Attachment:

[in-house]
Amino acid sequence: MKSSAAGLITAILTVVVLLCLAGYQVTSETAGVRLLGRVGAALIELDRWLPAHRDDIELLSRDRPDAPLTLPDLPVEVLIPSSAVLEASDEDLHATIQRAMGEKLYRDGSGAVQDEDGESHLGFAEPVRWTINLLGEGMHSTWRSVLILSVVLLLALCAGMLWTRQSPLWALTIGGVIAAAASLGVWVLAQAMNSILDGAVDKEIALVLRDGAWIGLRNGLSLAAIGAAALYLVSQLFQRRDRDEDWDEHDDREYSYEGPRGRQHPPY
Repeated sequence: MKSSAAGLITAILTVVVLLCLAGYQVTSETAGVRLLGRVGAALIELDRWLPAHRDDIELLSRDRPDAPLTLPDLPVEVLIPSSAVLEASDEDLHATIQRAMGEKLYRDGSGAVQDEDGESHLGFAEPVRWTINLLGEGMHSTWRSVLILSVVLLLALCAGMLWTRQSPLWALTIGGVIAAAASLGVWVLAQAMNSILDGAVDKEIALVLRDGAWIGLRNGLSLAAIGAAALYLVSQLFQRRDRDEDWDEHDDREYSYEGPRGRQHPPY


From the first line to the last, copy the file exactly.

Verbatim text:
[in-house]
Amino acid sequence: MKSSAAGLITAILTVVVLLCLAGYQVTSETAGVRLLGRVGAALIELDRWLPAHRDDIELLSRDRPDAPLTLPDLPVEVLIPSSAVLEASDEDLHATIQRAMGEKLYRDGSGAVQDEDGESHLGFAEPVRWTINLLGEGMHSTWRSVLILSVVLLLALCAGMLWTRQSPLWALTIGGVIAAAASLGVWVLAQAMNSILDGAVDKEIALVLRDGAWIGLRNGLSLAAIGAAALYLVSQLFQRRDRDEDWDEHDDREYSYEGPRGRQHPPY
Repeated sequence: MKSSAAGLITAILTVVVLLCLAGYQVTSETAGVRLLGRVGAALIELDRWLPAHRDDIELLSRDRPDAPLTLPDLPVEVLIPSSAVLEASDEDLHATIQRAMGEKLYRDGSGAVQDEDGESHLGFAEPVRWTINLLGEGMHSTWRSVLILSVVLLLALCAGMLWTRQSPLWALTIGGVIAAAASLGVWVLAQAMNSILDGAVDKEIALVLRDGAWIGLRNGLSLAAIGAAALYLVSQLFQRRDRDEDWDEHDDREYSYEGPRGRQHPPY